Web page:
Circles: A Mathematical View

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Cambridge University Press, 1995 - Mathematics - 102 pages
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This revised edition of a mathematical classic originally published in 1957 will bring to a new generation of students the enjoyment of investigating that simplest of mathematical figures, the circle. As a concession to the general neglect of geometry in school and college curricula, however, the author has supplemented this new edition with a chapter 0 designed to introduce readers to the special vocabulary of circle concepts with which the author could assume his readers of two generations ago were familiar. For example, Pedoe carefully explains what is meant by the circumcircle, incircle, and excircles of a triangle as well as the circumcentre, incentre, and otrthocentre. The reader can then understand his discussion in Chapter 1 of the nine-point circle, and of Feuerbach's theorem. As an appendix, Pedoe includes a biographical article by Laura Guggenbuhl on Karl Wilhelm Feuerbach, a little-known mathematician with a tragically short life, who published his theorem in a slender geometric treatise in 1822. Readers of Circles need only be armed with paper, pencil, compass and straightedge to find great pleasure in following the constructions and theorems. Those who think that geometry using Euclidean tools died out with the ancient Greeks will be pleasantly surprised to learn many interesting results which were only discovered in modern time. And those who think that they learned all they needed to know about circles in high school will find much to enlighten them in chapters dealing with the representation of a circle by a point in three-space, a model for non-Euclidean geometry, and isoperimetric property of the circle. -- from back cover.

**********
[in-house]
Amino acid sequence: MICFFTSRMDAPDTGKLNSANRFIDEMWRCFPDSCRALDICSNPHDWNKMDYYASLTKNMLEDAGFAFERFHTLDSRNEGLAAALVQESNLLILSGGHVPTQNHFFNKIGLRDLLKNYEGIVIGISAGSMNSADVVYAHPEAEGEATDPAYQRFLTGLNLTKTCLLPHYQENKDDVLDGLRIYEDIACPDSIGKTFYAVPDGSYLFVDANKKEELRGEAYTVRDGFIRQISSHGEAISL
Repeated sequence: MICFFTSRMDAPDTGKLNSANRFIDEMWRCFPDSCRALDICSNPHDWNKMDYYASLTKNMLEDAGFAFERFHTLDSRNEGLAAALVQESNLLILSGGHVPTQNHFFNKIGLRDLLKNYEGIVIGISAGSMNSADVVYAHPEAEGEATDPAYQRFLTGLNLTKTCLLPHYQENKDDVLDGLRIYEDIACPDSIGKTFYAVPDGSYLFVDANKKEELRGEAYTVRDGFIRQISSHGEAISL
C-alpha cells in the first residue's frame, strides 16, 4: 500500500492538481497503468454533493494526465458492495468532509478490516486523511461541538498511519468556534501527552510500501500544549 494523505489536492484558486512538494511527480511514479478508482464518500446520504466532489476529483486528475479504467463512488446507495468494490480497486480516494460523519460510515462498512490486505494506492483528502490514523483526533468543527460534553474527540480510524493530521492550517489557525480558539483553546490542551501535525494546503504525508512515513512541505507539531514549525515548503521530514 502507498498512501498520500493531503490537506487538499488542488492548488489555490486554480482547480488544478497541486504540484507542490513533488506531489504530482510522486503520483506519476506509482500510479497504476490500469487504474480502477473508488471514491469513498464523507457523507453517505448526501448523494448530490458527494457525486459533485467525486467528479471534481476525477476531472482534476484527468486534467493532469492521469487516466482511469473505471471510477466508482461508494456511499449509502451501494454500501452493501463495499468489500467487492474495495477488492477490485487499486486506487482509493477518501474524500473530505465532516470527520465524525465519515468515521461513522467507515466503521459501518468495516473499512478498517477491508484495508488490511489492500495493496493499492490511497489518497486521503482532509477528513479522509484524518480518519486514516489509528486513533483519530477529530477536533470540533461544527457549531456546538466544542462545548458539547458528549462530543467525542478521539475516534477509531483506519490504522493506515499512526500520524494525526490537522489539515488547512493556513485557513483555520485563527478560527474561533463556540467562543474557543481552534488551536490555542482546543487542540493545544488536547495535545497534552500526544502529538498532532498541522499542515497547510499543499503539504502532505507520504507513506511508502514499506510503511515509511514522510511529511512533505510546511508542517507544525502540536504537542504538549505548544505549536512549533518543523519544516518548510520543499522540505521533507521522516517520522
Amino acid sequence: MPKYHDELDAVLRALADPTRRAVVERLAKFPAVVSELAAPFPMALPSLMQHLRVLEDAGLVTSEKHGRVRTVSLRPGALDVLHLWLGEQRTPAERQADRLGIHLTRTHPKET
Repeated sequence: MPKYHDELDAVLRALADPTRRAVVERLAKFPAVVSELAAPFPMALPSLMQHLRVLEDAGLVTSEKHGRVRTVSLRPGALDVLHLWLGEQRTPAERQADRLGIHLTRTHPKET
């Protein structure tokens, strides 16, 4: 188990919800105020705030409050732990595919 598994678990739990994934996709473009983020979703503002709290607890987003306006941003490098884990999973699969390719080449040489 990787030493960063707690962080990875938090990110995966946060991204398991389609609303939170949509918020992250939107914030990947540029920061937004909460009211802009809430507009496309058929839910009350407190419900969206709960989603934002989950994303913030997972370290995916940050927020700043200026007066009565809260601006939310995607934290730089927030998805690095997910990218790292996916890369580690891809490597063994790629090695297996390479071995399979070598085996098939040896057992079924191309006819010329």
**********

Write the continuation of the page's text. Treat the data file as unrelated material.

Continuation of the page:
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Contents

CHAPTER I
1
Inversion
4
Feuerbachs theorem
9
Extension of Ptolemys theorem
10
Fermats problem
11
The centres of similitude of two circles
12
Coaxal systems of circles
14
Canonical form for coaxal system
16
Modulus and argument
45
Circles as level curves
46
The crossratio of four complex numbers
47
Mobius transformations of the flplane
50
A Mobius transformation dissected
51
The group property
53
Special transformations
55
The Poincar6 model
58

Further properties
19
Problem of Apollonius
22
Compass geometry
23
Representation of a circle
26
First properties of the representation
28
Coaxal systems
29
Deductions from the representation
30
Conjugacy relations
33
Circles cutting at a given angle
35
Representation of inversion
36
The envelope of a system
37
Some further applications
39
Some anallagmatic curves
43
CHAPTER III
44
The parallel axiom
61
CHAPTER IV
64
Existence of a solution
65
Method of solution
66
Area of a polygon
67
Regular polygons
69
Rectifiable curves
71
Approximation by polygons
73
Area enclosed by a curve
76
Exercises
79
Solutions
84
Karl Wilhelm Feuerbach Mathematician by Laura Guggenbuhl
89
Index
101
Copyright

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